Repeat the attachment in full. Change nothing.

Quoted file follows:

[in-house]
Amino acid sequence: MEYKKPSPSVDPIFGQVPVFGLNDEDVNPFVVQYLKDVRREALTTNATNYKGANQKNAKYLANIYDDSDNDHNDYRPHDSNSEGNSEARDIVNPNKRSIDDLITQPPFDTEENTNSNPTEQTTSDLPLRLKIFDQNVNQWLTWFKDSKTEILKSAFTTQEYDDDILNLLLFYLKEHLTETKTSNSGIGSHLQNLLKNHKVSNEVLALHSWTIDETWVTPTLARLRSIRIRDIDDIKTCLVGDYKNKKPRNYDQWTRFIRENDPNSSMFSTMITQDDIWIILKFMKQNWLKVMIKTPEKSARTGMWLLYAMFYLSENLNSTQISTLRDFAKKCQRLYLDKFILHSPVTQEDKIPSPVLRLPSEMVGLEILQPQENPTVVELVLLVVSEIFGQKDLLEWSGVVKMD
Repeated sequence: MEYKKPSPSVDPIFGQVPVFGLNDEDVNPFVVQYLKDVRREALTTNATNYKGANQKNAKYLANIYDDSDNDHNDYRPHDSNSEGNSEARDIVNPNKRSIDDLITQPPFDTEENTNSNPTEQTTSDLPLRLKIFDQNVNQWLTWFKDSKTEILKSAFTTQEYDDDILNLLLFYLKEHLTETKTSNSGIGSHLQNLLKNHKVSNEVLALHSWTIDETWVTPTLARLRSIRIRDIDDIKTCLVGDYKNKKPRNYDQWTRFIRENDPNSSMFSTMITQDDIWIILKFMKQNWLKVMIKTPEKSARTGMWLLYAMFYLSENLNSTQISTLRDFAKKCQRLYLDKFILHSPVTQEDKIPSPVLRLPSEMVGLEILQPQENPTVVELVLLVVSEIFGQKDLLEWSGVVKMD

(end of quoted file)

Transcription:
[in-house]
Amino acid sequence: MEYKKPSPSVDPIFGQVPVFGLNDEDVNPFVVQYLKDVRREALTTNATNYKGANQKNAKYLANIYDDSDNDHNDYRPHDSNSEGNSEARDIVNPNKRSIDDLITQPPFDTEENTNSNPTEQTTSDLPLRLKIFDQNVNQWLTWFKDSKTEILKSAFTTQEYDDDILNLLLFYLKEHLTETKTSNSGIGSHLQNLLKNHKVSNEVLALHSWTIDETWVTPTLARLRSIRIRDIDDIKTCLVGDYKNKKPRNYDQWTRFIRENDPNSSMFSTMITQDDIWIILKFMKQNWLKVMIKTPEKSARTGMWLLYAMFYLSENLNSTQISTLRDFAKKCQRLYLDKFILHSPVTQEDKIPSPVLRLPSEMVGLEILQPQENPTVVELVLLVVSEIFGQKDLLEWSGVVKMD
Repeated sequence: MEYKKPSPSVDPIFGQVPVFGLNDEDVNPFVVQYLKDVRREALTTNATNYKGANQKNAKYLANIYDDSDNDHNDYRPHDSNSEGNSEARDIVNPNKRSIDDLITQPPFDTEENTNSNPTEQTTSDLPLRLKIFDQNVNQWLTWFKDSKTEILKSAFTTQEYDDDILNLLLFYLKEHLTETKTSNSGIGSHLQNLLKNHKVSNEVLALHSWTIDETWVTPTLARLRSIRIRDIDDIKTCLVGDYKNKKPRNYDQWTRFIRENDPNSSMFSTMITQDDIWIILKFMKQNWLKVMIKTPEKSARTGMWLLYAMFYLSENLNSTQISTLRDFAKKCQRLYLDKFILHSPVTQEDKIPSPVLRLPSEMVGLEILQPQENPTVVELVLLVVSEIFGQKDLLEWSGVVKMD